Intro

Yogurt Cake with Blood Orange Caramel // Notwithoutsalt.com

Yogurt Cake with Blood Orange Caramel // Notwithoutsalt.com

She had me at “every French person I know knows how to make a yogurt cake.” So, with Dorie’s guidance I bound into the kitchen hoping that a cake will transform me into a perfectly coiffed French woman who drinks thick, black coffee for breakfast, crisp baguette and runny cheese for lunch and steak frites for dinner. I half expected that with one bite French r’s would dance out of my mouth the way I dream about Breton salted butter dancing into it.

It’s clear to me why a cake like this one is known in every French home. I mean it’s not that they are all avid bakers and have loads of cake recipes up their sleeves, instead they prefer to leave the baking to the professionals, so says Dorie. But this cake is so easy to know as it comes together quickly and is suited for morning, afternoon or after dinner. The presence of yogurt and olive oil may have one believe that it’s not entirely unhealthy. And really, it’s not too sweet (especially if you leave off the caramel, but why do that?) but rather pleasantly balanced and simple enough to dress up with fresh fruit, softly whipped cream, a bit of jam, shavings of dark chocolate, or just leave it be.

Yogurt Cake with Blood Orange Caramel // Notwithoutsalt.com

Yogurt Cake with Blood Orange Caramel // Notwithoutsalt.com

The cake, however, left me still struggling with my French pronunciations, I continue to crave burgers more often than paté, I prefer flats to heels and I’m not afraid to take out the garbage in my pajamas. And yet, Dorie assures me that I have “the ability to be just right, no matter the moment.”

Okay fine, she wasn’t talking about me, she was talking about the cake. Which indeed is just right, no matter the moment, but I prefer to think that she meant that to be true for both people and cake. It doesn’t mean we always are right but I like to think that we all have that ability at any given moment. Regardless, with this cake in my arsenal I’m choosing to believe that I’m one step closer to being French.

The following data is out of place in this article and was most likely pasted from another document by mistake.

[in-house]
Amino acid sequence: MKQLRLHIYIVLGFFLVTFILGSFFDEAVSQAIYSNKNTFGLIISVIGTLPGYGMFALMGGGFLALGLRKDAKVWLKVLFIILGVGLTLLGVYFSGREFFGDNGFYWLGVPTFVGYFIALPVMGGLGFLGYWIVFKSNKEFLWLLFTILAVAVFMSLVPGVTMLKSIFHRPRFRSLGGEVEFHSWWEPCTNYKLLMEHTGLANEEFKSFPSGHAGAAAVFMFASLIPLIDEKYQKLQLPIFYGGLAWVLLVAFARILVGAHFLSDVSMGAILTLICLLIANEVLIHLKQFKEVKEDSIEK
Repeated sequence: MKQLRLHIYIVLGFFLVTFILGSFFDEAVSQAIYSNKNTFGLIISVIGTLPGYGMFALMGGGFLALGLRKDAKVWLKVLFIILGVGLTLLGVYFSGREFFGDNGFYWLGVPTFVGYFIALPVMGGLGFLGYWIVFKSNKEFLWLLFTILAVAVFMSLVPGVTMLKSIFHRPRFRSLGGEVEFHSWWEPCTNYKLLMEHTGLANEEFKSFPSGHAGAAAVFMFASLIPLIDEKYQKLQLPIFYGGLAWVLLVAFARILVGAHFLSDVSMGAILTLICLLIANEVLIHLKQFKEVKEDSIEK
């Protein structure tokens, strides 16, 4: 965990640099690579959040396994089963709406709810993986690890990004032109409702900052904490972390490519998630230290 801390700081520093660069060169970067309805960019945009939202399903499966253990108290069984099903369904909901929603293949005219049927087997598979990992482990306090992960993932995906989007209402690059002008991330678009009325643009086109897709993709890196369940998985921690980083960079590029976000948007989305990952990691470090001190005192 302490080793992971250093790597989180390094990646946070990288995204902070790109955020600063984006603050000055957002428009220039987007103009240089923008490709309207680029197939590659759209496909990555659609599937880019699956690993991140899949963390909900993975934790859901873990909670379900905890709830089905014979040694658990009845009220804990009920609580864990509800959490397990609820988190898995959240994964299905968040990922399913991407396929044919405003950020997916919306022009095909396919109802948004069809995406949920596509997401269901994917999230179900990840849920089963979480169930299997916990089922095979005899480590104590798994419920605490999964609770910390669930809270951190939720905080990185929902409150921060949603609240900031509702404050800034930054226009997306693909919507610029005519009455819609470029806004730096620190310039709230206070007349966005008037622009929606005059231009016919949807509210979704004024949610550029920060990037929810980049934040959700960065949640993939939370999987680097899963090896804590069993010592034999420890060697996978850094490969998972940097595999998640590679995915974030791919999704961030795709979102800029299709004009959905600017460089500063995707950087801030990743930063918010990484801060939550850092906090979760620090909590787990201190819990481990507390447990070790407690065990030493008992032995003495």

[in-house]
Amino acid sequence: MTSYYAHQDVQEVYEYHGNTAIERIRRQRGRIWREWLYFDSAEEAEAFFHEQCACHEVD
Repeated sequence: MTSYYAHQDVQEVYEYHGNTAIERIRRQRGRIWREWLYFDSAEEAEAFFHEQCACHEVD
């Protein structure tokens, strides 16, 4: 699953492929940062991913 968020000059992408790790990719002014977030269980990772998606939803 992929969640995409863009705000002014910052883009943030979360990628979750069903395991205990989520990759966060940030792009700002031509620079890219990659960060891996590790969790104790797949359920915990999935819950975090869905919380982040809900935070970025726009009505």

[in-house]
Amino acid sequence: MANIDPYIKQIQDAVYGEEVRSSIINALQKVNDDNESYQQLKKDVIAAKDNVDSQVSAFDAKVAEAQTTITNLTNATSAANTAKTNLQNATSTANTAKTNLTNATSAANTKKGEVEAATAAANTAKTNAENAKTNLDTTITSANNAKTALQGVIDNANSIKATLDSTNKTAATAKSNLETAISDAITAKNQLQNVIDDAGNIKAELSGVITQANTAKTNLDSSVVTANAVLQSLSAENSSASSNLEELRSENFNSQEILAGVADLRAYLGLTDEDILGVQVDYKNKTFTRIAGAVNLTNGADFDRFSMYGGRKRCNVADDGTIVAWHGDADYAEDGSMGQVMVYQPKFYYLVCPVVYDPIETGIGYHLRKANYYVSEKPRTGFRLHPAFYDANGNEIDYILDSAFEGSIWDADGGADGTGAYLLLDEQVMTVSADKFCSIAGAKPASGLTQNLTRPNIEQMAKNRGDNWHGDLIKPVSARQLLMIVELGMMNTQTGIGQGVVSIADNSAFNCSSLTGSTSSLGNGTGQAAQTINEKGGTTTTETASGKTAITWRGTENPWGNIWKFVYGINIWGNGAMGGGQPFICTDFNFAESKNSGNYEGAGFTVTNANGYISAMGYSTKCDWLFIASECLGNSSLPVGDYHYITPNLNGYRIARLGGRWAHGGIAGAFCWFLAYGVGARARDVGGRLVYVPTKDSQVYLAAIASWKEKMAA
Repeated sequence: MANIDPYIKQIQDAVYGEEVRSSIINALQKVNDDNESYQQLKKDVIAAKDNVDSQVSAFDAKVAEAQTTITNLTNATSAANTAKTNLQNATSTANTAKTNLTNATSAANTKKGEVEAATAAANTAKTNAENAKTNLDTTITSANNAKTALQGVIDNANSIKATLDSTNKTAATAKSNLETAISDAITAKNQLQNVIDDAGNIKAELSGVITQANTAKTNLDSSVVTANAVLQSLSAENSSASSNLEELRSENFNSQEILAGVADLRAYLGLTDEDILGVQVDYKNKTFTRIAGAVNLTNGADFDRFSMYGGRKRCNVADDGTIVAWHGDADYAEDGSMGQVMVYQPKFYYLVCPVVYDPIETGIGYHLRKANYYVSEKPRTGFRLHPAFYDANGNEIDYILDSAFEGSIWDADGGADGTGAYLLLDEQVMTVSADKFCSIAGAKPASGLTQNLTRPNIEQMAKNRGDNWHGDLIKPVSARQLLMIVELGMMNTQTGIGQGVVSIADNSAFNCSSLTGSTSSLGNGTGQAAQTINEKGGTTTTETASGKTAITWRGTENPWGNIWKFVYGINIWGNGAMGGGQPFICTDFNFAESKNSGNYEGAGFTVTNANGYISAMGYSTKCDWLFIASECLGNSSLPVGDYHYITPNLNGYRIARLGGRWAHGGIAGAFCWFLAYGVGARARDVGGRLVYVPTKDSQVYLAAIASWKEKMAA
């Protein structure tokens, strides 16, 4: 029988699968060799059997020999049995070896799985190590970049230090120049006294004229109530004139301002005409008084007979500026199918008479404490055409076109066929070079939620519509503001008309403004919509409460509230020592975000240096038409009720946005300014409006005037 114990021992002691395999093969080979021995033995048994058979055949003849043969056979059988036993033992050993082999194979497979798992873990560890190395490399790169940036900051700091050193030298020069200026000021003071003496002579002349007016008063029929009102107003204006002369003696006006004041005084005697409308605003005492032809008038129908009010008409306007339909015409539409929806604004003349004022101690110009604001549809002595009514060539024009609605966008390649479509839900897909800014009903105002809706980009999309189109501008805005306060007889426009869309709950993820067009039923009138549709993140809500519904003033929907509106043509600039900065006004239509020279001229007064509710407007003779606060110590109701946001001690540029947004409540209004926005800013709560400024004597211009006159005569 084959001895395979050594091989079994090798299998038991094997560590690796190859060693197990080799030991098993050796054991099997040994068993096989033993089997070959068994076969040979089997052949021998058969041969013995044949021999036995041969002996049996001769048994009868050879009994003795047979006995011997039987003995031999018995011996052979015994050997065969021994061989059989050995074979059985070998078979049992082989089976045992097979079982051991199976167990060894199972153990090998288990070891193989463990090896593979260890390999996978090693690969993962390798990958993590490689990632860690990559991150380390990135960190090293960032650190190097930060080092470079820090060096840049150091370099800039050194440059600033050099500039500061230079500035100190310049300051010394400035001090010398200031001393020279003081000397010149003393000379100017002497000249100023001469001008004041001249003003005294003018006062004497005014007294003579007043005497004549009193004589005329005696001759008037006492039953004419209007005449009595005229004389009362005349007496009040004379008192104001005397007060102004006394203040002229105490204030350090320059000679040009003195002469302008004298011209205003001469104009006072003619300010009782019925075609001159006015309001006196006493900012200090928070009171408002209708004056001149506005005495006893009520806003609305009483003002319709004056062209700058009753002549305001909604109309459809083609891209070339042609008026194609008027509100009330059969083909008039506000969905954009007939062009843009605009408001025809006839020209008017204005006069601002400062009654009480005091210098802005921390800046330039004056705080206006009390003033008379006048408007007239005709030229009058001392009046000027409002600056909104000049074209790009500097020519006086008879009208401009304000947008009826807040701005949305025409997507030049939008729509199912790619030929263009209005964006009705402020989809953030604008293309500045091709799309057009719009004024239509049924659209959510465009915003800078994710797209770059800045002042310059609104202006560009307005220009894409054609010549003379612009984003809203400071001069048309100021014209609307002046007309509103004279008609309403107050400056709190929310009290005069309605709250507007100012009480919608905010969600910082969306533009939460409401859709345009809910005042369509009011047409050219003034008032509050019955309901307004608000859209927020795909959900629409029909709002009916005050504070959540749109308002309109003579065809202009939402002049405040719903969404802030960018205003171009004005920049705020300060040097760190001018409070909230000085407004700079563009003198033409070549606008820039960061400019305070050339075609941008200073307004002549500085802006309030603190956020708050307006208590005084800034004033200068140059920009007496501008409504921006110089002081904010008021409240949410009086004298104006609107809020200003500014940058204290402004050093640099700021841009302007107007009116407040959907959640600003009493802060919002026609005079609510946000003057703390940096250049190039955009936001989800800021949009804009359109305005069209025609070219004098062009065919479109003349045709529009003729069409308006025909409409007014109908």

Yogurt Cake with Blood Orange Caramel // Notwithoutsalt.com

IMG_3333Yogurt Cake with Blood Orange Caramel // Notwithoutsalt.com

 

Dorie's Yogurt Cake with Blood Orange Caramel

Makes one 8 1/2-by-4 1/2-inch loaf or an 8 or 9-inch round

Cake:

Unsalted butter, for greasing the loaf pan

1 1/2 cups all-purpose flour

2 teaspoons baking powder

1/2 teaspoon kosher salt

1 1/2 cups sugar, divided

3 blood oranges

1/2 cup plain, Greek-style yogurt (I like to use full-fat)

3 large eggs

2 teaspoons pure vanilla extract

1/2 cup mild olive oil or another neutral flavor oil

For the cake: Preheat your oven to 350°F and butter a loaf pan.

In a medium bowl whisk together the flour, baking powder and salt. Set aside.

In a large bowl add 1 cup of the sugar. To that add the zest of 1 of the blood oranges. Rub the zest into the sugar until mixed well and irresistibly fragrant; for a minute or two.

To the sugar add the yogurt, eggs, vanilla, and oil and then whisk until well combined.

Add the flour mixture to the wet mixture and combine until no traces of flour remain and a glossy batter has formed. Take care not to mix too vigorously to avoid a tough cake.

Bake the cake in the middle of the oven for about 50 minutes, or until golden on top and a knife inserted deep into the middle of the cake emerges clean.

While the cake bakes prepare the caramel.

Slice off the peel of the oranges then slice deep purple/scarlet flesh into rounds. Then, in a skillet set over medium high heat add the remaining 1/2 cup sugar in an even layer. Give this pan your undivided attention for the time being as caramel tends to initially be a bore and then *poof* it’s nearly burnt.

Leave the pan be until the sugar starts to caramelize and then you are free to give it a gentle stir. Wait until all the sugar is dissolved and the color of the caramel is shockingly mahogany before you add the orange slices. Break up some of the orange to release the juices. The caramel will seize initially and then return to a sauce once the juice warms up. Try to keep some of the orange pieces intact if you want some to decorate the top of the cake with a few oranges.

Set the cake on a baking rack to cool for 10 minutes while in the pan then cool completely on the rack. Transfer the cake to a serving plate. Strain the caramel and pour it all over the top of the cake. Add the pieces of reserved orange to the top. Then serve just warm or let cool completely

30 Responses to “Dorie’s Yogurt Cake with Blood Orange Caramel”

  1. mary-clay | the open oven